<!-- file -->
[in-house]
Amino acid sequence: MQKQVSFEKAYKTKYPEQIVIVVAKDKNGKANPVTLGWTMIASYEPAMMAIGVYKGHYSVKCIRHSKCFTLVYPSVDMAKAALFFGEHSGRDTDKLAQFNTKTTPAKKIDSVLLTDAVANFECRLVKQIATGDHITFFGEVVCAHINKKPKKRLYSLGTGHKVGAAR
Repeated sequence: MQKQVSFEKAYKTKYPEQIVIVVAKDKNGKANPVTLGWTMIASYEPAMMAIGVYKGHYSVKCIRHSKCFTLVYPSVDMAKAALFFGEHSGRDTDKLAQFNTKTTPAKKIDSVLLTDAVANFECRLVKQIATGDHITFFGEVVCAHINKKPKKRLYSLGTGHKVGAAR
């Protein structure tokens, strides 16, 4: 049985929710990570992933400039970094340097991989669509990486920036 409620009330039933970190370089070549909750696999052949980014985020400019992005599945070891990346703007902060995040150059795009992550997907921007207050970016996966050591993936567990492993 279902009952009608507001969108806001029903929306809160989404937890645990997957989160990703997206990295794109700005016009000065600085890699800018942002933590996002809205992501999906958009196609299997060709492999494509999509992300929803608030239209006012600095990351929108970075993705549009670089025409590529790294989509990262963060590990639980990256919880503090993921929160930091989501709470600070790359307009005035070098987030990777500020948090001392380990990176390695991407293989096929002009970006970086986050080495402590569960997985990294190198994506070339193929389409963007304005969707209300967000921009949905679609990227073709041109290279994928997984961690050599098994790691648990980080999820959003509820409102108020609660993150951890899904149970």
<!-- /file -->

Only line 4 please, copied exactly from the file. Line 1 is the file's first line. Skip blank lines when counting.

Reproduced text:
């Protein structure tokens, strides 16, 4: 049985929710990570992933400039970094340097991989669509990486920036 409620009330039933970190370089070549909750696999052949980014985020400019992005599945070891990346703007902060995040150059795009992550997907921007207050970016996966050591993936567990492993 279902009952009608507001969108806001029903929306809160989404937890645990997957989160990703997206990295794109700005016009000065600085890699800018942002933590996002809205992501999906958009196609299997060709492999494509999509992300929803608030239209006012600095990351929108970075993705549009670089025409590529790294989509990262963060590990639980990256919880503090993921929160930091989501709470600070790359307009005035070098987030990777500020948090001392380990990176390695991407293989096929002009970006970086986050080495402590569960997985990294190198994506070339193929389409963007304005969707209300967000921009949905679609990227073709041109290279994928997984961690050599098994790691648990980080999820959003509820409102108020609660993150951890899904149970």